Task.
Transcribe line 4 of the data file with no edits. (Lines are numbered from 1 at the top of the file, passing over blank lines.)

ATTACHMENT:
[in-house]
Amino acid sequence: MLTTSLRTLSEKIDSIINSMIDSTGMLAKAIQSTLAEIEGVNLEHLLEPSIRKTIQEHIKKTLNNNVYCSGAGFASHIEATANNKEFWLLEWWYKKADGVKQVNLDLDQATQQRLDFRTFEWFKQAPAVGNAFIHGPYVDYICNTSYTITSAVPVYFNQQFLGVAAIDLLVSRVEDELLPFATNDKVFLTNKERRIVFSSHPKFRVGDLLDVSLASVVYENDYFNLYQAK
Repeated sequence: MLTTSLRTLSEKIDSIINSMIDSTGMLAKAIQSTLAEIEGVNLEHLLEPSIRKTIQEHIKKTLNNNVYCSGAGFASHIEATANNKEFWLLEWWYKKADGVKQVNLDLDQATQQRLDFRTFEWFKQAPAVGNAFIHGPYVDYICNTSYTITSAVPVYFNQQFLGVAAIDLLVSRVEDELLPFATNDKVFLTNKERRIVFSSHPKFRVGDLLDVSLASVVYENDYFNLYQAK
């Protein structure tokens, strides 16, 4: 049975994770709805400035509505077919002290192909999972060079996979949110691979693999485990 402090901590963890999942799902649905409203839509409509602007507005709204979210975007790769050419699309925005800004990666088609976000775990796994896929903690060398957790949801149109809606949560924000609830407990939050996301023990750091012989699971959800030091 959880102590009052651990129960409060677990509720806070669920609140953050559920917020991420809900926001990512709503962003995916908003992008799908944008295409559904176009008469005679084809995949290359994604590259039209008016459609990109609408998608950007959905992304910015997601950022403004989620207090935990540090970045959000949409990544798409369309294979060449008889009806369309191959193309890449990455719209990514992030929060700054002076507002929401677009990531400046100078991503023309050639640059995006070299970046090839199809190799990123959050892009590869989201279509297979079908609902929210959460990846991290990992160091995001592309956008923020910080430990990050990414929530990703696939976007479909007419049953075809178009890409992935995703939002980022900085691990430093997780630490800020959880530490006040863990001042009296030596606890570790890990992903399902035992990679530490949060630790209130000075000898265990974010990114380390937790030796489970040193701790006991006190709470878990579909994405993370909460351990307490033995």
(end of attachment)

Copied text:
């Protein structure tokens, strides 16, 4: 049975994770709805400035509505077919002290192909999972060079996979949110691979693999485990 402090901590963890999942799902649905409203839509409509602007507005709204979210975007790769050419699309925005800004990666088609976000775990796994896929903690060398957790949801149109809606949560924000609830407990939050996301023990750091012989699971959800030091 959880102590009052651990129960409060677990509720806070669920609140953050559920917020991420809900926001990512709503962003995916908003992008799908944008295409559904176009008469005679084809995949290359994604590259039209008016459609990109609408998608950007959905992304910015997601950022403004989620207090935990540090970045959000949409990544798409369309294979060449008889009806369309191959193309890449990455719209990514992030929060700054002076507002929401677009990531400046100078991503023309050639640059995006070299970046090839199809190799990123959050892009590869989201279509297979079908609902929210959460990846991290990992160091995001592309956008923020910080430990990050990414929530990703696939976007479909007419049953075809178009890409992935995703939002980022900085691990430093997780630490800020959880530490006040863990001042009296030596606890570790890990992903399902035992990679530490949060630790209130000075000898265990974010990114380390937790030796489970040193701790006991006190709470878990579909994405993370909460351990307490033995």